304 North Cardinal St.
Dorchester Center, MA 02124
304 North Cardinal St.
Dorchester Center, MA 02124
Savoy Brown has been a constant in the blues scene since 1965. They have gone through more line up changes than any other band I can think of. They have, by my reckoning, had 59 different players at one time or another excluding the only constant member, Kim Simmonds. (Previous ‘visitors’ include such well-known musicians as Hughie Flint, Bill Bruford, Trevor Jeavons, Bob Brunning and Jackie Lynton to name but few). His current band is the most stable with Pat De Salvo on bass and Garrett Grimm on drums. Simmonds himself plays guitar, vocals, keyboard and harmonica.
When they formed, the ‘British Blues Boom’ was in full sway and so they initially called themselves the Savoy Brown Blues Band to emphasise their predominantly Chicago style of blues. As Kim explains “We took Savoy from the US blues label, Savoy Records, which we thought sounded elegant and “Brown” because we perceived it as being about as plain as you can get. Strung together, the words created a balance of opposites”. They soon dropped the “Blues Band’ bit and set about letting the world know they had arrived. Numerous tours in Britain garnered many plaudits as well as a loyal fan base. Success, however, never seemed to truly arrive. It was a different story in the USA; both live and on vinyl, the American audiences took to them in a way the British fans did not.
Fast-forward to today and we are blessed with their 39th Album, Witchy Feelin’. I do mean blessed: because here we have 11 tracks of pure, unadulterated electric blues. This is not a blues/rock album by most definitions but is a blues album that rocks. (It also has a cover quite capable of scaring the kids). Simmonds defies comparisons in his guitar playing; there is no definitive ‘sounds like’ in his style as he was an innovator in 1965 with very few peers. Influences must have been the Three Kings, but the only discernable style is pure Simmonds. Not so his vocals: listening to this album, Knopfler and Cale spring to mind but in a favourable way.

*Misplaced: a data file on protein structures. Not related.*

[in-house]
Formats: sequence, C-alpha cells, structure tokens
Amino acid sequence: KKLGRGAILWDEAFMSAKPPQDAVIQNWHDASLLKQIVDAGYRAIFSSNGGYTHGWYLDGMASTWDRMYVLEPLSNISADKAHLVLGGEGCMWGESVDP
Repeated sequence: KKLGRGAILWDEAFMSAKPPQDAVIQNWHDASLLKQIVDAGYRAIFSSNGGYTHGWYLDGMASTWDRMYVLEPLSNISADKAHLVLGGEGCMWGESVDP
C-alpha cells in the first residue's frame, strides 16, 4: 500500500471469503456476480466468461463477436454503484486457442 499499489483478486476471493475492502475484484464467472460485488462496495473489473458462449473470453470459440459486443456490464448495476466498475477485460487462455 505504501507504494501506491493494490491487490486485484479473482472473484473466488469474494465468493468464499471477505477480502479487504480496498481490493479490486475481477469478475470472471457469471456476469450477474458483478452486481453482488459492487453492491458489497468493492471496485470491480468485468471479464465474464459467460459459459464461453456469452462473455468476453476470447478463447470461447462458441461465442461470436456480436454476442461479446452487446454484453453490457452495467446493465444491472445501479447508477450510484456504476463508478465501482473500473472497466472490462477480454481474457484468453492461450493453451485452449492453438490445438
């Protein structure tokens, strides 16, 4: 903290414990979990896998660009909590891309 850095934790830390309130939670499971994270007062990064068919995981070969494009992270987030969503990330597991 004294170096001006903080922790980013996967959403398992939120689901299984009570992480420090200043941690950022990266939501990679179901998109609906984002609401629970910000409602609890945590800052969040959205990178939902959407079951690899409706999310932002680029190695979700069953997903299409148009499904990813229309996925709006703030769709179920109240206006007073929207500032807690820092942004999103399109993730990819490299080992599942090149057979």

The first track, Why Did You Hoodoo Me, is a brilliant sign of things to come. Not a fast pace, just a great riff and with superb guitar phrases punctuating every line and a solo that wrenches genuine emotion from every string. A dark and moody essence oozes out of the speakers and wraps you in its coils.
Livin’ on the Bayou has the swampy feel you’d expect. The bass is excellent with quite rim taps on the snare during the verses delivering just the right sound to reinforce the texture of the song. The guitar is again used to punctuate and emphasise rather than overplay. I Can’t Stop the Blues is a self-explanatory, blues-drenched tour de force. A hint of the Free approach to the blues is shared on this. The title track, Witchy Feelin’, starts off with a slow brushed drum and a stand-up bass sound. Simmonds’ guitar travels the fretboard and paints the pictures to accompany the words. Guitar Slinger is a tribute to Roy Buchanan, who Simmonds first crossed paths with in1969. “Every note on every song, seemed like it fit just right,” Simmonds sings, while his guitar lives up to Buchanan’s complex style in every way. Vintage Man brings out the bottleneck as he sings about his old record player and Levis: “I’m a vintage man”…you and me both Kim. The slide has a lovely tone to back up this nostalgia trip. On Standing in a Doorway, the bottleneck slides into your ears and so clearly recalls Vigilante Man (the 1973 Nazareth version rather than the Woody Guthrie original). Still a great song brilliantly played. Memphis Blues is just that. An oft-used backing riff is overlaid by Simmonds’ slide once again expanding on the verses and distinguishing it from other users of a similar chord progression. It has a slide solo which has a complexity rarely found in many users of the bottleneck. Can’t Find Paradise has a more ‘standard’ structure and approach, but is still a good example of how to expand blues tropes and Simmonds throws in a catchy chorus for good measure. Once again the bass and drum backing is spot on. Thunder, Lightning And Rain bring in the much-maligned wah, wah pedal. Often used to hide a lack of dexterity or just to blur the sound, here we get an object lesson of how it should be used. The guitar speaks through the pedal and the extra expression it brings to the overall feel of the song, and the solo, in particular, is exceptional. The final track, Close to Midnight, is the only instrumental. A track of slow-burning intensity, it provides a soundscape of quiet reflection and the playing echoes long after it ends.
The production throughout is excellent, allowing the rock solid bass and drums to be heard the way they should be. De Salvo and Grimm play all the right notes in all the right places, adding to the whole and providing the essential backing needed for Simmonds to shine.
All in all, this is a great album, deserving of a space in any blues lovers collection. Guitar players of any hue will also appreciate the nuances that Simmonds introduces into the genre. It has been on repeat for a few days here, that’s how good it is.